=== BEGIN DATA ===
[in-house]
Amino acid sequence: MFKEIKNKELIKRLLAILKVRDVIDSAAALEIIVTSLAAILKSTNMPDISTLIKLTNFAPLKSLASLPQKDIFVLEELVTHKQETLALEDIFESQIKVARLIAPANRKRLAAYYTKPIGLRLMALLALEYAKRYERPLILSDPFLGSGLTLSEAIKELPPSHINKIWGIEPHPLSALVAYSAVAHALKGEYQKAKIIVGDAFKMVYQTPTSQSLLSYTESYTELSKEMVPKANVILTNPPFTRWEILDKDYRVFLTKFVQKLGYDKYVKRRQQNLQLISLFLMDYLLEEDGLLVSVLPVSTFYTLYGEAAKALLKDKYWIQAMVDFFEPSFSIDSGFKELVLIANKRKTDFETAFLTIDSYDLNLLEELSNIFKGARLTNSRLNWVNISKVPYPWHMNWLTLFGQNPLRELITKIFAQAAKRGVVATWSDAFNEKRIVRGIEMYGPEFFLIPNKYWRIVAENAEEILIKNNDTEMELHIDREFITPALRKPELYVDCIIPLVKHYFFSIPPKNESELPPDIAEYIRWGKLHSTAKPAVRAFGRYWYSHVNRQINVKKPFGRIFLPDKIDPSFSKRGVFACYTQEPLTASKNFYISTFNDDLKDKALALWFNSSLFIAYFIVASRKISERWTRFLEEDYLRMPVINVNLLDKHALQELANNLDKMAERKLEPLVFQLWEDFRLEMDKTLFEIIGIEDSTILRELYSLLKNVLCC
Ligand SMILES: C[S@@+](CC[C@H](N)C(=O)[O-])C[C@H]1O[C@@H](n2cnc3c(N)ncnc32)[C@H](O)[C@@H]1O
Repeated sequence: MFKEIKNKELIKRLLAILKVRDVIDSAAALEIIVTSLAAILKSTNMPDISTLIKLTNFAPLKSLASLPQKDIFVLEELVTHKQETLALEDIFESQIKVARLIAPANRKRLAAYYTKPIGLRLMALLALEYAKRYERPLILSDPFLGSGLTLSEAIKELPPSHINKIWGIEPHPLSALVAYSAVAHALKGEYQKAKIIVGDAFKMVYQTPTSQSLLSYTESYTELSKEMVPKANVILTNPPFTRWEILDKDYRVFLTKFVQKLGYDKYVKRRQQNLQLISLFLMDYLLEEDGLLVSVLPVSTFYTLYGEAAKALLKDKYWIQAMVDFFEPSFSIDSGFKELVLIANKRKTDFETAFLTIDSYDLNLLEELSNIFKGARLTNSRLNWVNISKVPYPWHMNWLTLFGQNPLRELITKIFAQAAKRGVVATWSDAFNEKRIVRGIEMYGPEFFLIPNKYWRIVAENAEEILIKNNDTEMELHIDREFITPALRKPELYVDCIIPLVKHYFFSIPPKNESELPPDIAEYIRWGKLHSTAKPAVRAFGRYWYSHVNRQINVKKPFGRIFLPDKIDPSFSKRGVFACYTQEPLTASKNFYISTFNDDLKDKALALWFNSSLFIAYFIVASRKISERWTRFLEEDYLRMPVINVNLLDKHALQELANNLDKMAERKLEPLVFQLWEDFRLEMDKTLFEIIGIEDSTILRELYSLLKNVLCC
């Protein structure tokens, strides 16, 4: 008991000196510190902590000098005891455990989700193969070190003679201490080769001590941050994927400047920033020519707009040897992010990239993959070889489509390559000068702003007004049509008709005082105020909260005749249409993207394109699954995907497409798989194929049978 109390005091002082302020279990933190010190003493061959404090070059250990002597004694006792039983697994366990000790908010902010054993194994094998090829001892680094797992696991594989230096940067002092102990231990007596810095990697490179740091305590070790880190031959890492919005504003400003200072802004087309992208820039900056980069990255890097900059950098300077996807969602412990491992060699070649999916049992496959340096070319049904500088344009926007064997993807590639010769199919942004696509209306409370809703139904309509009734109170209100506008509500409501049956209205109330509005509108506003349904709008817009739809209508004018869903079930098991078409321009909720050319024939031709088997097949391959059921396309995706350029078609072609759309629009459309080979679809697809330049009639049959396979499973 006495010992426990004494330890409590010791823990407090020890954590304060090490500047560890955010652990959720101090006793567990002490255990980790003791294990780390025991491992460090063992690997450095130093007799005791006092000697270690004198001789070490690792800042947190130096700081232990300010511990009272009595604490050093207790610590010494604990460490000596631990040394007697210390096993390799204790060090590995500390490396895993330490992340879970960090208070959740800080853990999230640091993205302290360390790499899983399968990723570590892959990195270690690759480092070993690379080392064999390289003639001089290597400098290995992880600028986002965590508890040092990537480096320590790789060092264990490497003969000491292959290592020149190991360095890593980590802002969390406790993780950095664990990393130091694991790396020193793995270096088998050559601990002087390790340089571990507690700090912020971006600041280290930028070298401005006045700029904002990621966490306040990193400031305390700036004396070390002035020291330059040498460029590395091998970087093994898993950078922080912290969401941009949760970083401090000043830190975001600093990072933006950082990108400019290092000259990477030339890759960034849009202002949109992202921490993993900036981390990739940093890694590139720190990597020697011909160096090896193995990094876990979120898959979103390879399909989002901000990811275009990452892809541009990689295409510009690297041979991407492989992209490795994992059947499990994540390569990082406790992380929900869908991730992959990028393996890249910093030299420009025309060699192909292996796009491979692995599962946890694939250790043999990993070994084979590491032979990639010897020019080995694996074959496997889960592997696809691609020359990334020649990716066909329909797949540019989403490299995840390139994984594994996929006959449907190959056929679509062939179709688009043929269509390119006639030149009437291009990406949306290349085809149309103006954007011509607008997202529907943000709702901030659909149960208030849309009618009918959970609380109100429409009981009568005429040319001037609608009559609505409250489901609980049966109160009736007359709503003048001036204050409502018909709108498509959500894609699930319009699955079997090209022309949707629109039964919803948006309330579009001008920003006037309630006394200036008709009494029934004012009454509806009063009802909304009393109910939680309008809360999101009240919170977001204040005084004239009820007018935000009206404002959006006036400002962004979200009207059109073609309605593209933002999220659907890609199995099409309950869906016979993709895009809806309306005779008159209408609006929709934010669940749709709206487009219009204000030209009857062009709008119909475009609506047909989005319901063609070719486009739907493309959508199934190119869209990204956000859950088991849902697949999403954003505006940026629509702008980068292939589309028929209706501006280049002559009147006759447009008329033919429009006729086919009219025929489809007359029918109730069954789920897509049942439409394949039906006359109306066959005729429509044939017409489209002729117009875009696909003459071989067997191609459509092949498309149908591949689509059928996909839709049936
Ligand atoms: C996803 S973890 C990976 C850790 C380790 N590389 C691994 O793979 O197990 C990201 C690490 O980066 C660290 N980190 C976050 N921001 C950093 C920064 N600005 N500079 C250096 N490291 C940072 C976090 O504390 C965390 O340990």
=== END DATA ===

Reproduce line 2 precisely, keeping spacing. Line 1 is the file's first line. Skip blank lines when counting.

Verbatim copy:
Amino acid sequence: MFKEIKNKELIKRLLAILKVRDVIDSAAALEIIVTSLAAILKSTNMPDISTLIKLTNFAPLKSLASLPQKDIFVLEELVTHKQETLALEDIFESQIKVARLIAPANRKRLAAYYTKPIGLRLMALLALEYAKRYERPLILSDPFLGSGLTLSEAIKELPPSHINKIWGIEPHPLSALVAYSAVAHALKGEYQKAKIIVGDAFKMVYQTPTSQSLLSYTESYTELSKEMVPKANVILTNPPFTRWEILDKDYRVFLTKFVQKLGYDKYVKRRQQNLQLISLFLMDYLLEEDGLLVSVLPVSTFYTLYGEAAKALLKDKYWIQAMVDFFEPSFSIDSGFKELVLIANKRKTDFETAFLTIDSYDLNLLEELSNIFKGARLTNSRLNWVNISKVPYPWHMNWLTLFGQNPLRELITKIFAQAAKRGVVATWSDAFNEKRIVRGIEMYGPEFFLIPNKYWRIVAENAEEILIKNNDTEMELHIDREFITPALRKPELYVDCIIPLVKHYFFSIPPKNESELPPDIAEYIRWGKLHSTAKPAVRAFGRYWYSHVNRQINVKKPFGRIFLPDKIDPSFSKRGVFACYTQEPLTASKNFYISTFNDDLKDKALALWFNSSLFIAYFIVASRKISERWTRFLEEDYLRMPVINVNLLDKHALQELANNLDKMAERKLEPLVFQLWEDFRLEMDKTLFEIIGIEDSTILRELYSLLKNVLCC